• This malignant carcinoma, which may be present as a lesion on the sun-exposed areas of the body, has the potential to metastasize to the lymph nodes
  • Nodular Basal Cell Carcinoma of Skin is the most common type of BCC that is present as nodules on the skin, usually in the head and neck area
  • Some nodules may grow to large sizes and ulcerate. They can also infiltrate into the adjoining soft tissues and nerves. Larger tumors also have a greater tendency to recur after treatment
  • The cause of Nodular Basal Cell Carcinoma of Skin is unknown, but factors such as chronic sun exposure, smoking, and ionizing radiation, etc., are known to contribute towards its development. Also, fair-skinned Caucasians have a greater risk than dark-skinned Africans and Asians
  • Any combination of chemotherapy, radiation therapy, and invasive procedures are used to treat Nodular Basal Cell Carcinoma of Skin. Small-sized tumors and tumors that have not metastasized can be cured through appropriate skin surgery
  • The prognosis for metastatic tumors depends upon many factors including the stage of the tumor, health status of the individual, and treatment response. The prognosis may be guarded

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How Are Basal Cell Carcinomas Treated

How we treat your basal cell carcinoma will often be dictated by its location. There are numerous treatment options.

Surgery is the typical treatment method. Depending on the size and location of the removed growth, the wound may be sutured closed, covered with a skin graft, or allowed to heal on its own.

These are the surgical procedures:

What Are The Signs And Symptoms Of Infiltrating Basal Cell Carcinoma Of Skin

Moh’s Surgery to Remove Basal Cell Cancer on the Face. Day ONE!

Infiltrating Basal Cell Carcinoma of Skin signs and symptoms may include:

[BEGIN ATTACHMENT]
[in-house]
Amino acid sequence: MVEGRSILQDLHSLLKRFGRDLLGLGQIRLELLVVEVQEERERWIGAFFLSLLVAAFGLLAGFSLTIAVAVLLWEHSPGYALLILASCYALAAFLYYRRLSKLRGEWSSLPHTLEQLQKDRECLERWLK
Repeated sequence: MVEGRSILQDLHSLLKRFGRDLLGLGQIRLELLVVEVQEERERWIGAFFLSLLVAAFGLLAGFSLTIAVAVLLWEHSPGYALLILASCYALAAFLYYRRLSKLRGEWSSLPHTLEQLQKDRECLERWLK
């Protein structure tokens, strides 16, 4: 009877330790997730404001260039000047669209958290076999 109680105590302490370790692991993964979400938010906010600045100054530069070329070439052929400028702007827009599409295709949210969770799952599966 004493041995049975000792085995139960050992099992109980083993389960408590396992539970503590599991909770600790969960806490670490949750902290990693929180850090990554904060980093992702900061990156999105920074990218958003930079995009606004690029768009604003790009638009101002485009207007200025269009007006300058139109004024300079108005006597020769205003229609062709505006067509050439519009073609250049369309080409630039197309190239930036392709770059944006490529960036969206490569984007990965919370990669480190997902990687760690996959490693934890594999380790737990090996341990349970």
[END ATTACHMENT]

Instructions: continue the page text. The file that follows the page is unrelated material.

• Infiltrating BCC of Skin is a slow-growing malignant tumor. The tumor is a typical skin lesion, with thickened skin, presenting as a poorly-demarcated plaque
  • The surface of the plaque may be red, if intact. Else, it may appear as an ulcer, if the surface is eroded
  • It is typically observed on sun-exposed areas of the body common sites include the head and neck region, arms and legs, etc.
  • The tumor may be solitary or many in number. In children, if it is associated with basal cell nevus syndrome, then multiple lesions may be observed
  • Some Infiltrating BCC of Skin may have pigmented appearance and may resemble a melanoma
  • Most lesions are less than 1-2 cm, but some may grow to larger sizes of even 10 cm
  • The carcinoma has a tendency to penetrate deep into the subcutaneous tissue
  • The lesion may grow and there may be itching sensation, ulceration, and bleeding

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Basal Cell Carcinoma Overview

Basal cell carcinoma, also called epithelioma, is the uncontrolled growth of the skin’s basal cells. These are the cells that line the deepest layer of the epidermis, the skin’s outermost layer. This type of cancer rarely spreads to other parts of the body.

It is mainly caused by repeated long-term exposure to sunlight. Light-skinned people who spent a lot of time in the sun as children, or who spend time in tanning booths, are especially susceptible. X-ray treatments for acne and exposure to industrial pollutants such as arsenic and hydrocarbons also increase the risk of developing basal cell carcinoma.

Basal cell carcinoma is the most common skin cancer in the United States, with nearly 3 million cases diagnosed each year.

How Quickly Should Basal Cell Carcinoma Be Removed

How long after diagnosis of basal cell carcinoma would a doctor recommend removing it? I am aware that basal cell carcinoma is very common and there is a %90 cure rate, as well as the fact that it rarely metastasizes. Will waiting several months after diagnosis to remove it decrease cure rate? Is this something that needs to be removed immediately to have the best prognosis?? Thank you so much for your time, you have no idea how much this will help me!

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Can Basal Cell Carcinoma Turn Into Melanoma

Basal cell carcinomas cannot progress or turn into melanoma. Basal cell carcinoma forms in the basal cells in the epidermis. They occur when DNA in the cells is damaged by exposure to ultraviolet radiation from the sun or tanning beds. This triggers changes in basal cells in the outermost layer of the skin, resulting in uncontrolled growth. This is a basal cell carcinoma.